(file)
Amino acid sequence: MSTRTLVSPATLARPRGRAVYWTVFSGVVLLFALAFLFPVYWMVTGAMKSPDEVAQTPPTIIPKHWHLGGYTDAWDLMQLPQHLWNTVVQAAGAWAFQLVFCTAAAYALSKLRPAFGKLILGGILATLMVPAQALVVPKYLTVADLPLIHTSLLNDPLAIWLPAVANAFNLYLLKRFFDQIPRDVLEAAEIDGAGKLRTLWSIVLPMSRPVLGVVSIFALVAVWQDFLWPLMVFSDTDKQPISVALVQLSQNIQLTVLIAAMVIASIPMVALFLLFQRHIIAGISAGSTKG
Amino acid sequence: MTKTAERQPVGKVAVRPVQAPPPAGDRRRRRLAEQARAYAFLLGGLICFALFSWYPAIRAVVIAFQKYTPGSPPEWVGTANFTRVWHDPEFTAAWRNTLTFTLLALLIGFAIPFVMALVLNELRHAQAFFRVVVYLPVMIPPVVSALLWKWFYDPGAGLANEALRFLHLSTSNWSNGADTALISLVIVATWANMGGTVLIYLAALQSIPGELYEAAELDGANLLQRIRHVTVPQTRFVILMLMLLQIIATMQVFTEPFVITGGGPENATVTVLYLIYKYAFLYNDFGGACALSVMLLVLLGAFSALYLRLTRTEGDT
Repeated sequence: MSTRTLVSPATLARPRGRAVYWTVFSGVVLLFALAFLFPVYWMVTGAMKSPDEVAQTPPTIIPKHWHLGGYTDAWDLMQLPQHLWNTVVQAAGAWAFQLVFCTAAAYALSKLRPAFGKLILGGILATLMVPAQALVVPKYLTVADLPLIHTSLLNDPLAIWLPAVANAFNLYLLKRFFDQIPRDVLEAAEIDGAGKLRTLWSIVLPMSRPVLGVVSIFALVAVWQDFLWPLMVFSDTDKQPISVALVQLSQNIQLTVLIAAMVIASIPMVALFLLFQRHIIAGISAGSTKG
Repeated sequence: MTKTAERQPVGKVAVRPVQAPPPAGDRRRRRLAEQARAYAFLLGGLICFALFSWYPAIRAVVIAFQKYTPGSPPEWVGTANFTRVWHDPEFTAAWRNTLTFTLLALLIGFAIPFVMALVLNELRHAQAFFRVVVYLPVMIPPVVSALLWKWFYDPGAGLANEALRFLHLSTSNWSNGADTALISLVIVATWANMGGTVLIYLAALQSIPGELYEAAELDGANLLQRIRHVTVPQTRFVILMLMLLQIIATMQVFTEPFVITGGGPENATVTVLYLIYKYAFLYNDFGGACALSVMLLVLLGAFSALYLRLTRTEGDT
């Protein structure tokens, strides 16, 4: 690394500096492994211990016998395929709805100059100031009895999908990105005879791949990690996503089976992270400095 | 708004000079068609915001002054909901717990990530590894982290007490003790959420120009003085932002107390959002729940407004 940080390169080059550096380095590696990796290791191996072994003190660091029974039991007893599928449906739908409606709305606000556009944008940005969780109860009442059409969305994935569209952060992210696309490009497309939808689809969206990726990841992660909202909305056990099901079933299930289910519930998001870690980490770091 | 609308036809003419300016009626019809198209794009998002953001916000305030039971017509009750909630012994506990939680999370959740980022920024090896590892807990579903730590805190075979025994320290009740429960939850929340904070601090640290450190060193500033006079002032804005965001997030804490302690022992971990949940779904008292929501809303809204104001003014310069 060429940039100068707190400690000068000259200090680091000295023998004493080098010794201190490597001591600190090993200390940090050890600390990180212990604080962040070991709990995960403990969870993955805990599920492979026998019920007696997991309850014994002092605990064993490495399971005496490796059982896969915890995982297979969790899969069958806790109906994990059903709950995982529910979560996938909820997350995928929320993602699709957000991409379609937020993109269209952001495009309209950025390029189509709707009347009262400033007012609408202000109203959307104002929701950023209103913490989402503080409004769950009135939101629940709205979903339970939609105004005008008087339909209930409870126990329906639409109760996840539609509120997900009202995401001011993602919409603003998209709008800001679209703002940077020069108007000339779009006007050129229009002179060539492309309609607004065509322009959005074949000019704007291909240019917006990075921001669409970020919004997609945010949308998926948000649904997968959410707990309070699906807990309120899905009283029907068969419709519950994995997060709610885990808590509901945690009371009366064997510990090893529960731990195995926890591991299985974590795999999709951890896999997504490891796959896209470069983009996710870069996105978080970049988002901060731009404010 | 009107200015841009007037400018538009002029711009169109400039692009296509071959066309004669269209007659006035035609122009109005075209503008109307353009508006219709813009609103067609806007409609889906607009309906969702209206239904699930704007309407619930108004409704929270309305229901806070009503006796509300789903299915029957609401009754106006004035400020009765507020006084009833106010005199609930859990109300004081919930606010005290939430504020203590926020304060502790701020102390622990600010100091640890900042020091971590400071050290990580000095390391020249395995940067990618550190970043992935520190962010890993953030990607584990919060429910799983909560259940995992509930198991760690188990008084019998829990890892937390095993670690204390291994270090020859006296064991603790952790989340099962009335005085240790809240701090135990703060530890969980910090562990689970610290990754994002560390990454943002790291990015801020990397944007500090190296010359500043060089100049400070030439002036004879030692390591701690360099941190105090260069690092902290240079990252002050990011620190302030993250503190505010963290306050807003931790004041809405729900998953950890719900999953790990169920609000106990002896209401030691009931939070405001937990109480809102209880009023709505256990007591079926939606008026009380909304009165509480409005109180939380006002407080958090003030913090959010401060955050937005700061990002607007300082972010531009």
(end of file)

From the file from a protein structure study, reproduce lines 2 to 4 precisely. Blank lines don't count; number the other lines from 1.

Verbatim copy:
Amino acid sequence: MTKTAERQPVGKVAVRPVQAPPPAGDRRRRRLAEQARAYAFLLGGLICFALFSWYPAIRAVVIAFQKYTPGSPPEWVGTANFTRVWHDPEFTAAWRNTLTFTLLALLIGFAIPFVMALVLNELRHAQAFFRVVVYLPVMIPPVVSALLWKWFYDPGAGLANEALRFLHLSTSNWSNGADTALISLVIVATWANMGGTVLIYLAALQSIPGELYEAAELDGANLLQRIRHVTVPQTRFVILMLMLLQIIATMQVFTEPFVITGGGPENATVTVLYLIYKYAFLYNDFGGACALSVMLLVLLGAFSALYLRLTRTEGDT
Repeated sequence: MSTRTLVSPATLARPRGRAVYWTVFSGVVLLFALAFLFPVYWMVTGAMKSPDEVAQTPPTIIPKHWHLGGYTDAWDLMQLPQHLWNTVVQAAGAWAFQLVFCTAAAYALSKLRPAFGKLILGGILATLMVPAQALVVPKYLTVADLPLIHTSLLNDPLAIWLPAVANAFNLYLLKRFFDQIPRDVLEAAEIDGAGKLRTLWSIVLPMSRPVLGVVSIFALVAVWQDFLWPLMVFSDTDKQPISVALVQLSQNIQLTVLIAAMVIASIPMVALFLLFQRHIIAGISAGSTKG
Repeated sequence: MTKTAERQPVGKVAVRPVQAPPPAGDRRRRRLAEQARAYAFLLGGLICFALFSWYPAIRAVVIAFQKYTPGSPPEWVGTANFTRVWHDPEFTAAWRNTLTFTLLALLIGFAIPFVMALVLNELRHAQAFFRVVVYLPVMIPPVVSALLWKWFYDPGAGLANEALRFLHLSTSNWSNGADTALISLVIVATWANMGGTVLIYLAALQSIPGELYEAAELDGANLLQRIRHVTVPQTRFVILMLMLLQIIATMQVFTEPFVITGGGPENATVTVLYLIYKYAFLYNDFGGACALSVMLLVLLGAFSALYLRLTRTEGDT